This morning was really interesting.
I put my son in his stroller and we rolled our way over to BYU campus where I treated myself to a freshly squeezed orange juice. On our way home I passed a newspaper stand with free copies of the Daily Universe (BYU’s resident paper). I love old fashioned pastimes, so I picked myself up a paper to read in black-and-white (no scrolling).
When I returned home I found that my baby was deep into one of his newborn sleep patterns, so I read the paper as a drank my juice. I scanned the latest headlines, the comics and then the sports. And when that was over–and the stroller snooze continued–I headed over to the Letters to the Editor.
There were some letters defending Obama (wait, at BYU?) and letters about the war (are we still talking about that old thing?) and then there was a letter that caught my attention immediately. It was from a woman who admitted she had a pornography problem that was ruining her marriage. Before I finished the first extremely-personal paragraph I glanced down to see if the letter was penned by Anonymous.
No, there was a real name.
And, underneath that, an italicized location.
Like, Portland Oregon.
I was so stunned that I didn’t read on for awhile. I just sat there thinking of how brave this woman was to just admit to the free-copy-taking world that she had a marriage-wrecking pornography addiction. I hated her sin, but loved her confession.
In my naive youth I returned with righteous glory from a mission, looking for love in all the right places. In that day and age (we read newspapers) anti-porn was just starting to be actively preached from the pulpits. It was called “smut” and other filthy names and apparently it was a big problem churchwide. It didn’t affect me, so I didn’t pay much attention . . . . until I hooked up with a boyfriend who, after much reluctance, admitted to me that he was addicted to porn.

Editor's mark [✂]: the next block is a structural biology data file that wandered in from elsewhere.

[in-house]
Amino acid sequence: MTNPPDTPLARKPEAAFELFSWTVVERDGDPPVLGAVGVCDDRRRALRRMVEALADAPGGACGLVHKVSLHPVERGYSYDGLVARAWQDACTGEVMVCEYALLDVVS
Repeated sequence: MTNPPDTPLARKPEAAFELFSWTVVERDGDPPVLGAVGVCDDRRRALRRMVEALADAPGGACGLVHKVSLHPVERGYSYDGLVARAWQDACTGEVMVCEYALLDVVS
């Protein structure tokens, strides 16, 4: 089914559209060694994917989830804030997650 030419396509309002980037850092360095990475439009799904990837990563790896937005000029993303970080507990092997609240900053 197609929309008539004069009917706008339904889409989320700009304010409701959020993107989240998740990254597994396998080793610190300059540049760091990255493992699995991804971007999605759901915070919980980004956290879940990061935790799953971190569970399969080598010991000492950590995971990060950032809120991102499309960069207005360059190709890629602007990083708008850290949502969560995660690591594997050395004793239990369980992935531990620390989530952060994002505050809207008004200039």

His problem manifested itself much like the prophets said it would. He had a hard time keeping a job, focusing on school and lived a hopeless life. As we dated, I had to make decisions based on his addiction. Did I really want to marry his problem?
Most of all, I felt really alone. Though warning of porn came to the men of the church at every priesthood gathering possible–leading me to believe of it’s widespread mania–I didn’t know one other friend who had a porn-addicted boyfriend. Or husband. Or father. Or anybody. Because, who wants to share that information?
Of course, admissions of sins are for the Lord (and a few others) to hear and not the public. But I wanted to have anonymous discourse with others in my same position. I wanted wisdom and encouragement from women who lived, and loved, men who had the same weakness. Was there hope? Was there use in trying? How hard could it be? And if this problem was so widespread, where was everybody?
At that time there was no such anonymous forum. I couldn’t confide the situation to those close to me because there was the issue of disloyalty to him. And what if I did marry him? What would they think of him for the rest of our lives?
You know what I needed? I needed a blog community where I could write under a pseudonym and ask questions of a equally private public. Like Segullah’s Ask Nine Women feature or an online RS mini-class entitled, “Yours Does Too?” except you don’t meet next door to the “Frozen Dinners in a Flash” class. I needed a place where my fellow saints could read my thoughts rather than hear them. A place where my face wasn’t needed to be viewed for discourse. Because if there is good in blogging, it is this: your identity isn’t as important as your message.
As I returned to Lisa from Portland I sadly realized that she was only being sarcastic (at BYU?) in her response to some previous Letter to the Editor. She didn’t actually have a porn problem that was ruining her marriage. Though I was glad for her, I couldn’t help but think about those who actually do.
Then I finished my juice.